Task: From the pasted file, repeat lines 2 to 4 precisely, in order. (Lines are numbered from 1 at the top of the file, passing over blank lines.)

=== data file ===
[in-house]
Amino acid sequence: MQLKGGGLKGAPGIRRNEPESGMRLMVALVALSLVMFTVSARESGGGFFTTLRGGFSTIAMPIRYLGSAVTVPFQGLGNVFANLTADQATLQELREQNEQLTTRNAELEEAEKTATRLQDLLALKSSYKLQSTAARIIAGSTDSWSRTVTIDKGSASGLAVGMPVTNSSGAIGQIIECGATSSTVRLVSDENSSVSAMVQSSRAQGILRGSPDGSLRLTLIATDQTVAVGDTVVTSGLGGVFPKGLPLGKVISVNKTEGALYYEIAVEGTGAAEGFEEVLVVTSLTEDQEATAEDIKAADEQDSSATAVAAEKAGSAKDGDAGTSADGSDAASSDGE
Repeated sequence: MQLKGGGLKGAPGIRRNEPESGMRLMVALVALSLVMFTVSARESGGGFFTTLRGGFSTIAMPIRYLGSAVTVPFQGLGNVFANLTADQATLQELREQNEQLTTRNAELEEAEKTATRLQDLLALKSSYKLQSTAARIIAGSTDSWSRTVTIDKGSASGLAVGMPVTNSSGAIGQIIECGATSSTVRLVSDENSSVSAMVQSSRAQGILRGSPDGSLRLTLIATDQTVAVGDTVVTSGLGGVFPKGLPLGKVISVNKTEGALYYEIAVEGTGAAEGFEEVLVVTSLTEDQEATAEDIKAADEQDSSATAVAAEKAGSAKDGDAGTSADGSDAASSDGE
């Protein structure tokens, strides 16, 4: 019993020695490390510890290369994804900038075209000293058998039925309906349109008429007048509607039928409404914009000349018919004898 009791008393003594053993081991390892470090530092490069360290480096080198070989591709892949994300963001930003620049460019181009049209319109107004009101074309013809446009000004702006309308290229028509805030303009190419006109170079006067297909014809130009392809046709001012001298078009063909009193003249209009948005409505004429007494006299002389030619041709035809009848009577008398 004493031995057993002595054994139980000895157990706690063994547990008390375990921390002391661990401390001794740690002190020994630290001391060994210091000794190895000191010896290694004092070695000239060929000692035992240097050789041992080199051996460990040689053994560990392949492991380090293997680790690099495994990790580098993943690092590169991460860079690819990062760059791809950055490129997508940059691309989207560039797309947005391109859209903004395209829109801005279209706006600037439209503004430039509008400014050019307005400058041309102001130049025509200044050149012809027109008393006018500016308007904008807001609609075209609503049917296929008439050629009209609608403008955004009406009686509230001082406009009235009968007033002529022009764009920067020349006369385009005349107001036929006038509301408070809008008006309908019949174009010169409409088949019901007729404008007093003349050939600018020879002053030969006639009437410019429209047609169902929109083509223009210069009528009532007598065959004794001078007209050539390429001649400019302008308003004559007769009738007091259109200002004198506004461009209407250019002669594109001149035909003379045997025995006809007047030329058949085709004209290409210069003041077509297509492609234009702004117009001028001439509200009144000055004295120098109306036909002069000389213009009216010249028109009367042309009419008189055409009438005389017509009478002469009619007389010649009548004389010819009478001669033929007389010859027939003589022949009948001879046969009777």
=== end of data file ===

Amino acid sequence: MQLKGGGLKGAPGIRRNEPESGMRLMVALVALSLVMFTVSARESGGGFFTTLRGGFSTIAMPIRYLGSAVTVPFQGLGNVFANLTADQATLQELREQNEQLTTRNAELEEAEKTATRLQDLLALKSSYKLQSTAARIIAGSTDSWSRTVTIDKGSASGLAVGMPVTNSSGAIGQIIECGATSSTVRLVSDENSSVSAMVQSSRAQGILRGSPDGSLRLTLIATDQTVAVGDTVVTSGLGGVFPKGLPLGKVISVNKTEGALYYEIAVEGTGAAEGFEEVLVVTSLTEDQEATAEDIKAADEQDSSATAVAAEKAGSAKDGDAGTSADGSDAASSDGE
Repeated sequence: MQLKGGGLKGAPGIRRNEPESGMRLMVALVALSLVMFTVSARESGGGFFTTLRGGFSTIAMPIRYLGSAVTVPFQGLGNVFANLTADQATLQELREQNEQLTTRNAELEEAEKTATRLQDLLALKSSYKLQSTAARIIAGSTDSWSRTVTIDKGSASGLAVGMPVTNSSGAIGQIIECGATSSTVRLVSDENSSVSAMVQSSRAQGILRGSPDGSLRLTLIATDQTVAVGDTVVTSGLGGVFPKGLPLGKVISVNKTEGALYYEIAVEGTGAAEGFEEVLVVTSLTEDQEATAEDIKAADEQDSSATAVAAEKAGSAKDGDAGTSADGSDAASSDGE
């Protein structure tokens, strides 16, 4: 019993020695490390510890290369994804900038075209000293058998039925309906349109008429007048509607039928409404914009000349018919004898 009791008393003594053993081991390892470090530092490069360290480096080198070989591709892949994300963001930003620049460019181009049209319109107004009101074309013809446009000004702006309308290229028509805030303009190419006109170079006067297909014809130009392809046709001012001298078009063909009193003249209009948005409505004429007494006299002389030619041709035809009848009577008398 004493031995057993002595054994139980000895157990706690063994547990008390375990921390002391661990401390001794740690002190020994630290001391060994210091000794190895000191010896290694004092070695000239060929000692035992240097050789041992080199051996460990040689053994560990392949492991380090293997680790690099495994990790580098993943690092590169991460860079690819990062760059791809950055490129997508940059691309989207560039797309947005391109859209903004395209829109801005279209706006600037439209503004430039509008400014050019307005400058041309102001130049025509200044050149012809027109008393006018500016308007904008807001609609075209609503049917296929008439050629009209609608403008955004009406009686509230001082406009009235009968007033002529022009764009920067020349006369385009005349107001036929006038509301408070809008008006309908019949174009010169409409088949019901007729404008007093003349050939600018020879002053030969006639009437410019429209047609169902929109083509223009210069009528009532007598065959004794001078007209050539390429001649400019302008308003004559007769009738007091259109200002004198506004461009209407250019002669594109001149035909003379045997025995006809007047030329058949085709004209290409210069003041077509297509492609234009702004117009001028001439509200009144000055004295120098109306036909002069000389213009009216010249028109009367042309009419008189055409009438005389017509009478002469009619007389010649009548004389010819009478001669033929007389010859027939003589022949009948001879046969009777």